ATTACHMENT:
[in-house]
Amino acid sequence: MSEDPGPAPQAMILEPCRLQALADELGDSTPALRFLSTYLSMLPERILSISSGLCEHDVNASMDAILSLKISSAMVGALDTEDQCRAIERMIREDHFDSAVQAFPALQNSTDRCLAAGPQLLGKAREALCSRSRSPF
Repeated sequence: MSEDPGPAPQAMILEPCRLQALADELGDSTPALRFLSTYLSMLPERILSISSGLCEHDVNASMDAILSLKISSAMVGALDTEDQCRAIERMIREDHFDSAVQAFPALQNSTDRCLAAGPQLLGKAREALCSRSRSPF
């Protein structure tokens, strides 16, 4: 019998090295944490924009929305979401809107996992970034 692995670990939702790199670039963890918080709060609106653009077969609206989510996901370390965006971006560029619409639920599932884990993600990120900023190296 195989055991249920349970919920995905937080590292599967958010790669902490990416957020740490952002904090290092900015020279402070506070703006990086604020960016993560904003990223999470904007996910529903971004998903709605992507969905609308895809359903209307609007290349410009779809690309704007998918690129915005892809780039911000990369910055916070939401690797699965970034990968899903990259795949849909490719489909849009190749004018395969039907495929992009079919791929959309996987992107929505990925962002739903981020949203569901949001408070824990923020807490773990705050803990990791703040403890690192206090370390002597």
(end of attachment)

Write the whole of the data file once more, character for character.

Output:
[in-house]
Amino acid sequence: MSEDPGPAPQAMILEPCRLQALADELGDSTPALRFLSTYLSMLPERILSISSGLCEHDVNASMDAILSLKISSAMVGALDTEDQCRAIERMIREDHFDSAVQAFPALQNSTDRCLAAGPQLLGKAREALCSRSRSPF
Repeated sequence: MSEDPGPAPQAMILEPCRLQALADELGDSTPALRFLSTYLSMLPERILSISSGLCEHDVNASMDAILSLKISSAMVGALDTEDQCRAIERMIREDHFDSAVQAFPALQNSTDRCLAAGPQLLGKAREALCSRSRSPF
């Protein structure tokens, strides 16, 4: 019998090295944490924009929305979401809107996992970034 692995670990939702790199670039963890918080709060609106653009077969609206989510996901370390965006971006560029619409639920599932884990993600990120900023190296 195989055991249920349970919920995905937080590292599967958010790669902490990416957020740490952002904090290092900015020279402070506070703006990086604020960016993560904003990223999470904007996910529903971004998903709605992507969905609308895809359903209307609007290349410009779809690309704007998918690129915005892809780039911000990369910055916070939401690797699965970034990968899903990259795949849909490719489909849009190749004018395969039907495929992009079919791929959309996987992107929505990925962002739903981020949203569901949001408070824990923020807490773990705050803990990791703040403890690192206090370390002597």